This page uses content from Wikipedia and is licensed under CC BY-SA.

National Conference on Lynching

The National Conference on Lynching took place in Carnegie Hall, New York City, May 5–6, 1919. The goal of the Conference was to pressure Congress to pass the Dyer Anti-Lynching Bill. It was a project of the new NAACP, which in April released a report, Thirty Years of Lynching in the United States, 1889-1918.

Keynote speaker was Charles Evans Hughes, former Governor of New York and Secretary of State, Supreme Court Justice, and failed candidate for President in the 1916 presidential election. "Hughes told the crowd that black soldiers who demonstrated bravery, honor, and loyalty in Europe deserved equal protection under the law back home."[1]:53 He and other Republicans were not for racial equality, but equal protection under the law. "His remark were directed, in part, at his political nemesis President Wilson,"[1]:53 a Southerner and segregationist. Lengthy quotes from his speech appeared in The New York Times (on page 15).[2]

General John H. Sherburne, commander of the colored 167th Artillery Brigade of the 92nd Division, described the valor of the negro artillerymen under his command.[2]

The only African American to address the crowd was James Weldon Johnson, Field Secretary of the NAACP. "Johnson worked to make attending whites... so uncomfortable that they would press political leaders for a federal anti-lynching law."[1]:36 Other speakers were the suffragist Dr. Anna Howard Shaw, who portrayed women's suffrage as a means to attack lynching, and Emmet O'Neal, former Governor of Alabama, who spoke on a governor's responsibility to ensure that local law enforcement is enforcing the law.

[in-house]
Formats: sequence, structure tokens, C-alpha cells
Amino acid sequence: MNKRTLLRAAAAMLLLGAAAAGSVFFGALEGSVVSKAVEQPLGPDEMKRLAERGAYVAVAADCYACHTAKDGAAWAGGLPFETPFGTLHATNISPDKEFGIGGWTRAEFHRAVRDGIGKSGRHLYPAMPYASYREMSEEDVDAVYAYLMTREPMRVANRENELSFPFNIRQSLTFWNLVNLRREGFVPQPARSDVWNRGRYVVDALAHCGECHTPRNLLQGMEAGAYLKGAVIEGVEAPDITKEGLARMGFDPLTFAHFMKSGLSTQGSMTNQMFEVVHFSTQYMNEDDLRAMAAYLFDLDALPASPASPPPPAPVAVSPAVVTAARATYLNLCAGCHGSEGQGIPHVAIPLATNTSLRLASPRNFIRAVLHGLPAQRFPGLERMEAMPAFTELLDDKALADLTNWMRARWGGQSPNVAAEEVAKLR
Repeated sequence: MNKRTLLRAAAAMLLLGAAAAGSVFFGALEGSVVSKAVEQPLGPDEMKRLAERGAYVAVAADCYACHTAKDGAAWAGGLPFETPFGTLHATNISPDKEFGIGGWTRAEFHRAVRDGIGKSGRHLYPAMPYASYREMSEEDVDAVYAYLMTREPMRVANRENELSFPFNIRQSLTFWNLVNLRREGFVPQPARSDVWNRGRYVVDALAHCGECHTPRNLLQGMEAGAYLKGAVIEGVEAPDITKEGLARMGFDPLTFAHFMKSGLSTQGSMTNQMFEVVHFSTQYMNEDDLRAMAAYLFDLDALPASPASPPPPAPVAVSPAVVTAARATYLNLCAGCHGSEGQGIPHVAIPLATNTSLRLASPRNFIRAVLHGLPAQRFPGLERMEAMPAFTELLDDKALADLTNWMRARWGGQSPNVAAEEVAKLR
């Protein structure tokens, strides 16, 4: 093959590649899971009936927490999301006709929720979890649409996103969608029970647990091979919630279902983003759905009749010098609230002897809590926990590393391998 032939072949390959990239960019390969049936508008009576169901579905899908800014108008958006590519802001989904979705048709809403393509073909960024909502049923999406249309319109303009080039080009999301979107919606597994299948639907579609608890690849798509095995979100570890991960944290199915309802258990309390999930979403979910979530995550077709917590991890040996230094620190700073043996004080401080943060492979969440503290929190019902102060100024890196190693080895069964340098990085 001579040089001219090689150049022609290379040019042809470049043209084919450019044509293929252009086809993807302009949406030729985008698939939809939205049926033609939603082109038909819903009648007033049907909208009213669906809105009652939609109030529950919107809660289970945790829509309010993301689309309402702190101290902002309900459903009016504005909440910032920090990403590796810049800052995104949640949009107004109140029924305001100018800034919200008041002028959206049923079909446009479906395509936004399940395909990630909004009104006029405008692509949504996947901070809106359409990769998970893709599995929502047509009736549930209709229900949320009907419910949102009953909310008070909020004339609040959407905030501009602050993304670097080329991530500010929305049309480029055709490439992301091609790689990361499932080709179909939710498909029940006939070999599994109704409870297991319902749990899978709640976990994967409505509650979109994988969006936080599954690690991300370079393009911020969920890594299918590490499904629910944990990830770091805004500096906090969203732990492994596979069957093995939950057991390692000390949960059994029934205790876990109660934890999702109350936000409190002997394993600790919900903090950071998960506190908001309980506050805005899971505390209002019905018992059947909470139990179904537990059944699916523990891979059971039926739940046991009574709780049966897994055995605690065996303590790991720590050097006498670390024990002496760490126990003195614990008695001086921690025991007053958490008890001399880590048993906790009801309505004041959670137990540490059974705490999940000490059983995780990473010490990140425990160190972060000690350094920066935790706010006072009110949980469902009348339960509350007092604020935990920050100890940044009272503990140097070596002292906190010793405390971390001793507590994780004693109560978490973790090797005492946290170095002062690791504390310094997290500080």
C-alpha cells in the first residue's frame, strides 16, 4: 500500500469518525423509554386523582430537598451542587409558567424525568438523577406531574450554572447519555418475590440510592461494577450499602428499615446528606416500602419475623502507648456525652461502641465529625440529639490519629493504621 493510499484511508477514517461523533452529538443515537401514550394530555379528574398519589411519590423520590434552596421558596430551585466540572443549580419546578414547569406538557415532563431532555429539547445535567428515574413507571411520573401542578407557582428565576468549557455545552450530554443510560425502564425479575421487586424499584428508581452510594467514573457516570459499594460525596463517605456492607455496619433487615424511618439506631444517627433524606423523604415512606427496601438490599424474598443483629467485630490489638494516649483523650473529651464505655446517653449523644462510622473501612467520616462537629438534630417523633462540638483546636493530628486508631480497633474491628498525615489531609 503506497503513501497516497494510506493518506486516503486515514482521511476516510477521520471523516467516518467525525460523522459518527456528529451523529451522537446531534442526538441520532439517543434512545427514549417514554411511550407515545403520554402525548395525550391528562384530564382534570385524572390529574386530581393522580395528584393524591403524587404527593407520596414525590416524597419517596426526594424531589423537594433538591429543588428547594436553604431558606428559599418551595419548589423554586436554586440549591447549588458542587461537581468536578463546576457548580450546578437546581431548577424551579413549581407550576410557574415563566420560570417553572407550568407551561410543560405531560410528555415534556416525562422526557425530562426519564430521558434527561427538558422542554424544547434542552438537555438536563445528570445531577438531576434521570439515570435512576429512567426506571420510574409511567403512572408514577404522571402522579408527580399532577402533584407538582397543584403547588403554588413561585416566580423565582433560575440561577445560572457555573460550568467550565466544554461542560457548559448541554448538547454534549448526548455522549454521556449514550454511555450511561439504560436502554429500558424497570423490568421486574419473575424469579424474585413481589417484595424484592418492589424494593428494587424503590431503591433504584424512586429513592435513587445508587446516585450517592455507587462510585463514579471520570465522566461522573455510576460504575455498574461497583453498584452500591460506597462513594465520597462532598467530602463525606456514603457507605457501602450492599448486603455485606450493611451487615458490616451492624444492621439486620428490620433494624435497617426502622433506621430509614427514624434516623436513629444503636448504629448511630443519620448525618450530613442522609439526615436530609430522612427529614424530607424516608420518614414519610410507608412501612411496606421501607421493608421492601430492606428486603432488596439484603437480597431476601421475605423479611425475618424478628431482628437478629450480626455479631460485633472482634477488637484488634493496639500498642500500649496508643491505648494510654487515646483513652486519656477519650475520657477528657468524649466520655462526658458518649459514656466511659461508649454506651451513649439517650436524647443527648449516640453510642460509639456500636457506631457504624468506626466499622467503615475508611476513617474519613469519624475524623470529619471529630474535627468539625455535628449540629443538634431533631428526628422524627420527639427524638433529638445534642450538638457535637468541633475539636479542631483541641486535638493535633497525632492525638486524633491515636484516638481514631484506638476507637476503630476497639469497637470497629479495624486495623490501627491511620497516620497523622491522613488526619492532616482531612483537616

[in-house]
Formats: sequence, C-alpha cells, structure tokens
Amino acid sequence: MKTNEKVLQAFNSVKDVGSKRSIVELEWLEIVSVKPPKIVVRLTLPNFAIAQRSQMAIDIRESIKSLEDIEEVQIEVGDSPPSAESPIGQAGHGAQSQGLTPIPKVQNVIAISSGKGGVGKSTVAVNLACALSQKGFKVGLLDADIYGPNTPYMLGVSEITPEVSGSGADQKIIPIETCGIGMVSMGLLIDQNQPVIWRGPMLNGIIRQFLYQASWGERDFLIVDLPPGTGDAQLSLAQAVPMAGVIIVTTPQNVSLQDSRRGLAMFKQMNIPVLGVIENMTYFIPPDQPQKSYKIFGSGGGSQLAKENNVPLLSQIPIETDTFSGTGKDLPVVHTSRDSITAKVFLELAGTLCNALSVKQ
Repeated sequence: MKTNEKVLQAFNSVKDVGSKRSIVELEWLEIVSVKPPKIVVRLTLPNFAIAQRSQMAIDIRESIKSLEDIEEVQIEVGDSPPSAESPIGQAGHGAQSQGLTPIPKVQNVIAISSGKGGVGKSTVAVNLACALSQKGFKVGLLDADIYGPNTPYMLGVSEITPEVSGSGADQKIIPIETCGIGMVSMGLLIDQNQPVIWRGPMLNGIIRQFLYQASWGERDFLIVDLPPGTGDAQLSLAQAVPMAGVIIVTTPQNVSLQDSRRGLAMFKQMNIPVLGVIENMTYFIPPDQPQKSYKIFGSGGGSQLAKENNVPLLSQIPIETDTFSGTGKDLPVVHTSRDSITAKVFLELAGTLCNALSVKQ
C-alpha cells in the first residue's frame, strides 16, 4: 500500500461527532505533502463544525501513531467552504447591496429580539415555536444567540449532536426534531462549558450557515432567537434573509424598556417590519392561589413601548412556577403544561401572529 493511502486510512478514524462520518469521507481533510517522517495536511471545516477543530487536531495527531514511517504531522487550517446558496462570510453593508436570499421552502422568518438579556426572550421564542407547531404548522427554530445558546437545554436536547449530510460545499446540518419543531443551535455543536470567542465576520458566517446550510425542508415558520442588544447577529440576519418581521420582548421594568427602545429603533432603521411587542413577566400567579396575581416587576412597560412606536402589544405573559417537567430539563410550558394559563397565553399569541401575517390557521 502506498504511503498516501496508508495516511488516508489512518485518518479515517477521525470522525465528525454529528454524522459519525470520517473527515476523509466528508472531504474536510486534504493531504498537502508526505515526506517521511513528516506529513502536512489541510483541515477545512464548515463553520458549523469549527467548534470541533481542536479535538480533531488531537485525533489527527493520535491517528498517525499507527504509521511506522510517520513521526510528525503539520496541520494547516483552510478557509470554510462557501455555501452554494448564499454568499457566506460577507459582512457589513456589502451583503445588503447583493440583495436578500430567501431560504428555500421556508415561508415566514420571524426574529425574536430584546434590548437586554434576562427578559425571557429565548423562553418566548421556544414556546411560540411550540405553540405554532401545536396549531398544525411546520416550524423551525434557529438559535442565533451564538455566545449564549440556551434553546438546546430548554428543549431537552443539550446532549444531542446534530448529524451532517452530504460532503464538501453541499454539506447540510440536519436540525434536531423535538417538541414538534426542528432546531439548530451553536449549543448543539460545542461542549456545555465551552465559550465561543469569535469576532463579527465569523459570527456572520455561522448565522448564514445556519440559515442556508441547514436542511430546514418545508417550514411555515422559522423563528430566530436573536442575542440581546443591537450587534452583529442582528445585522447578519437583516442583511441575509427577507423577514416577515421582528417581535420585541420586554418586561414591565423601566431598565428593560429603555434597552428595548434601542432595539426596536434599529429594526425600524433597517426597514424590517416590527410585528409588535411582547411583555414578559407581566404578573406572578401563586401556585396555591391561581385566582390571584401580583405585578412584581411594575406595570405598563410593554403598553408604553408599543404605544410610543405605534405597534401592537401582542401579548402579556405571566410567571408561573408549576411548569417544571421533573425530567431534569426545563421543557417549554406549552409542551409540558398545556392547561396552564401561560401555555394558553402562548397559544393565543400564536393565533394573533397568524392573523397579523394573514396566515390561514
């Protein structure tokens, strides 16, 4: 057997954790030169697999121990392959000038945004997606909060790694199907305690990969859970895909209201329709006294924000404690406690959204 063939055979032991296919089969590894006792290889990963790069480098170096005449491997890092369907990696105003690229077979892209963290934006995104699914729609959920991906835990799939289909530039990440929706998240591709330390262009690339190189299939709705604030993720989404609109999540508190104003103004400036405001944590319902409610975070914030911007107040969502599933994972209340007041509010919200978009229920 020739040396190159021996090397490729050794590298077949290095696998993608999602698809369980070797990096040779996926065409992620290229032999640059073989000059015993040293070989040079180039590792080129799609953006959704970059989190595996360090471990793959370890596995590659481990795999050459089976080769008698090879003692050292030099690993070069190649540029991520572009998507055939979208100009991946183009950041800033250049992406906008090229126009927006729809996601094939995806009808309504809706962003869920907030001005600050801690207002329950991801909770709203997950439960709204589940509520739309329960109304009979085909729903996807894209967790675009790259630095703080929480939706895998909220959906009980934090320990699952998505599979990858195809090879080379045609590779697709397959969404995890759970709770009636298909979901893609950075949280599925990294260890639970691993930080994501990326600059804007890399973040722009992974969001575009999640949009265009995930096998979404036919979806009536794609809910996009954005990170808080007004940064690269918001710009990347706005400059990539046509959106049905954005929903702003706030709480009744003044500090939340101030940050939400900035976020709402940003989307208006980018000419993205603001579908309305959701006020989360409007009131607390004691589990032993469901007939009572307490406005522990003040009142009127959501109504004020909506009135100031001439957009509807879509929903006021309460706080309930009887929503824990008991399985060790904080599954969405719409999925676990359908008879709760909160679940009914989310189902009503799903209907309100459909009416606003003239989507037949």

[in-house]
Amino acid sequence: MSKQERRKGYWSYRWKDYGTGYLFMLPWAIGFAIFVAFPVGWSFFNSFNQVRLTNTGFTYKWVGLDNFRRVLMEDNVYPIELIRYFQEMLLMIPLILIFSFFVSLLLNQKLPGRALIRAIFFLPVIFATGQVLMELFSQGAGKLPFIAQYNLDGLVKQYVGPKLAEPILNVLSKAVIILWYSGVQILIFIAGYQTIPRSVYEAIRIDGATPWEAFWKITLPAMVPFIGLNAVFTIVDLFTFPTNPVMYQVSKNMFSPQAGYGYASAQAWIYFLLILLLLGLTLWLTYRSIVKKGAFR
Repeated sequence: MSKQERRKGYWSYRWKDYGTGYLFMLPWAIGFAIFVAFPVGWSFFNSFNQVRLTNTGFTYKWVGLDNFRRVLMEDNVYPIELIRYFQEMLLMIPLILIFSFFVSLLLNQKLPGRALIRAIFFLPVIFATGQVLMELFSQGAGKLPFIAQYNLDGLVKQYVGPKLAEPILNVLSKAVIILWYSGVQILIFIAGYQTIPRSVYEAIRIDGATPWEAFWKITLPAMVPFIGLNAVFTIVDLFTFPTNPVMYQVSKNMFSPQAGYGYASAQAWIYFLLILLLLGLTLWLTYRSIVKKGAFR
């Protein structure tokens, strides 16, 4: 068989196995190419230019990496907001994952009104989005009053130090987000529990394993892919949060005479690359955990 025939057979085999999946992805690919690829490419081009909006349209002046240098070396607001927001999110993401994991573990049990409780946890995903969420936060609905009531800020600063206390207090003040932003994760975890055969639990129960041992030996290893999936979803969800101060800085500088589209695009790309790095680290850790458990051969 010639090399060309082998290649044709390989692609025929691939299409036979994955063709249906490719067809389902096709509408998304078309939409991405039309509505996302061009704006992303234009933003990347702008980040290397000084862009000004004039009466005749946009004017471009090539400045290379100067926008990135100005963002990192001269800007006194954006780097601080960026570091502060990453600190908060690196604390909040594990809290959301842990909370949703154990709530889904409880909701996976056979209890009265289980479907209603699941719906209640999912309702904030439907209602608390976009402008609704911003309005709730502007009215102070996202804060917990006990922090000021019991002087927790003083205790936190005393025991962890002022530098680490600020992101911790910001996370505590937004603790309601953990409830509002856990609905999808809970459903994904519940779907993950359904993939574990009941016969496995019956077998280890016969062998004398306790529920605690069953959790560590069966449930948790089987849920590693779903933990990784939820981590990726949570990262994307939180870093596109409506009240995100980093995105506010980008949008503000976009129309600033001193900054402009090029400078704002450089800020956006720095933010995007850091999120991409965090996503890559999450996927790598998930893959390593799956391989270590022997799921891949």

The conference was immediately followed, the same day in Carnegie Hall, by a "mass meeting" of the Society for Ethical Culture, at which the NAACP President and lynching conference organizer Moorfield Storey was the featured speaker.[3]

The conference had only a limited impact, as it was preaching to the choir, and it did not enjoy as much publicity as its organizers hoped it would. It did have a positive effect on African Americans; NAACP membership grew greatly. In January 1918 the NAACP had 9,200 members; by May 1919 it had more than 62,000.[1]:81

The Bill never passed since it was blocked by a Southern filibuster. It was not until December 2018 that the Senate passed (unanimously) legislation prohibiting lynching, the Justice for Victims of Lynching Act; approval in the House of Representatives is pending (as of January 25, 2019).[4]

References

  1. ^ a b c d McWhirter, Cameron (2011). Red Summer. The Summer of 1919 and the Awakening of Black America. Henry Holt. ISBN 9780805089066.
  2. ^ a b "Hughes Condemns Lynching of Negro [sic]". The New York Times. May 6, 1919. p. 15.
  3. ^ "Advertisement for the National Conference on Lynching". New York Age. May 3, 1919. p. 8.
  4. ^ Egwuonwu, Nnamdi. "Senate Unanimously Passes Anti-Lynching Bill". Newsy. Retrieved 2018-12-20.